Downey Idaho Historical Events Profile and Resource Guide, City or community of Downey, Idaho Historical Events and Facts, Information, Relocation, Real Estate

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Downey, Idaho Historical Events



2000, July
Ila Mae Cunningham
"Full Steam Ahead"
By Stephen Stuebner
Mature Outlook magazine

Many folks look forward to the end of full-time work with anxious anticipation. Finally, there's time to travel, relax, read -- just take it easy for a while. Not Ila Mae Cunningham. Cunningham retired as clerk and treasurer for the Marsh Valley School District in the spring of 1991, and within a few weeks, she registered to run for the mayor's seat in her home town of Downey, Idaho. She was elected as the town's first woman mayor, winning 85 percent of the vote against a write-in candidate. It was a job that most people shunned because, at the time, Downey was dying. The once-thriving railroad and agricultural community -- situated in the middle of a broad and beautiful mountain valley -- had seen a steady exodus of people and businesses for more than a decade. It was a sad tale that mirrored the circumstances of many small towns in America. The local hospital had closed, leaving Downey without a doctor or local medical care. The city's water system was broken. No jobs were available for young people. No new homes had been built; no new businesses had moved in. Since the early 1980s, Downey had lost $1 million in property tax revenue. Downtown Downey looked like a ghost town. Cunningham recalls a friend telling her at the time, "I'm going to leave this town. There's nothing left here worth staying for." "Well, I don't feel that way," Cunningham replied. A resident of Downey since 1951, she had a lot of history in Downey. She had raised four children there along with her husband, Dewey. Moreover, Cunningham had a strong sense of loyalty to her town, to her neighbors. Now that she wasn't working full-time, she was ready to tackle the massive job of revitalizing Downey. "At least I felt like I had to try," she said.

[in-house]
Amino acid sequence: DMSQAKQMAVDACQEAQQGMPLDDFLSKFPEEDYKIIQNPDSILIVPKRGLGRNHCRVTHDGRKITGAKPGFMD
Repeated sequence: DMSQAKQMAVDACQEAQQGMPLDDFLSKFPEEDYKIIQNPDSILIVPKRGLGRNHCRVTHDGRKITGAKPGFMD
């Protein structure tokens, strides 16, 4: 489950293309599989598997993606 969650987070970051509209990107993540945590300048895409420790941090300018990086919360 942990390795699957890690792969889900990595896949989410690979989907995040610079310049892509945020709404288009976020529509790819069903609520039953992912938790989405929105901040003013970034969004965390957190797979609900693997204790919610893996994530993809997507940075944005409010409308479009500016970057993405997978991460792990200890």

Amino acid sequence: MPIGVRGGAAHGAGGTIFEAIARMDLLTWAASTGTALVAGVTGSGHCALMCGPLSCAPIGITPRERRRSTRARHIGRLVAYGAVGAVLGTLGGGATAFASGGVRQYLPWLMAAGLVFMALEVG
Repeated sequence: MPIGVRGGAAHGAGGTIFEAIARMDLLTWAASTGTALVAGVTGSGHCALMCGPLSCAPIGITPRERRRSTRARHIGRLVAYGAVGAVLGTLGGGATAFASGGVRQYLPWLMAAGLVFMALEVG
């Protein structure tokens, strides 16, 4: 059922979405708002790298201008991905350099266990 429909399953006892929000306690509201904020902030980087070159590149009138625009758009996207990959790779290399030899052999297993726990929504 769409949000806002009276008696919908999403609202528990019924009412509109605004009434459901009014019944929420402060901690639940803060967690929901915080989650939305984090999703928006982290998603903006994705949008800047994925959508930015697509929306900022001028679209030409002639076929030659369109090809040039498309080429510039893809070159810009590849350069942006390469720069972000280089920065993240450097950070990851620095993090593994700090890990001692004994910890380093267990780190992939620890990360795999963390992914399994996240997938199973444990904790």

Fast-forward to August 1996. A beaming Cunningham stood on the stage at the Hyatt Regency Hotel in Washington D.C., giving a speech to more than 500 small town leaders from across the nation. She had won the grand prize of the American Hometown Leadership Awards, a $10,000 grant for her community. Out of hundreds of community leaders, Cunningham was selected for bringing Downey back to life in such a creative, uplifting way. "You don't have to be elected a leader to save a community, you just need to care," she told the audience. Downey "is a good old country town. We couldn't just let it wither away." Penny Greaves, a local journalist and community volunteer, nominated Cunningham for the award. "The thing that impresses me most about Ila is that she has a really innate ability to encourage people to do things," says Greaves. "Nothing's going to happen in a small town like Downey without a lot of help from people in the community. I think her biggest talent is her ability to involve the entire community."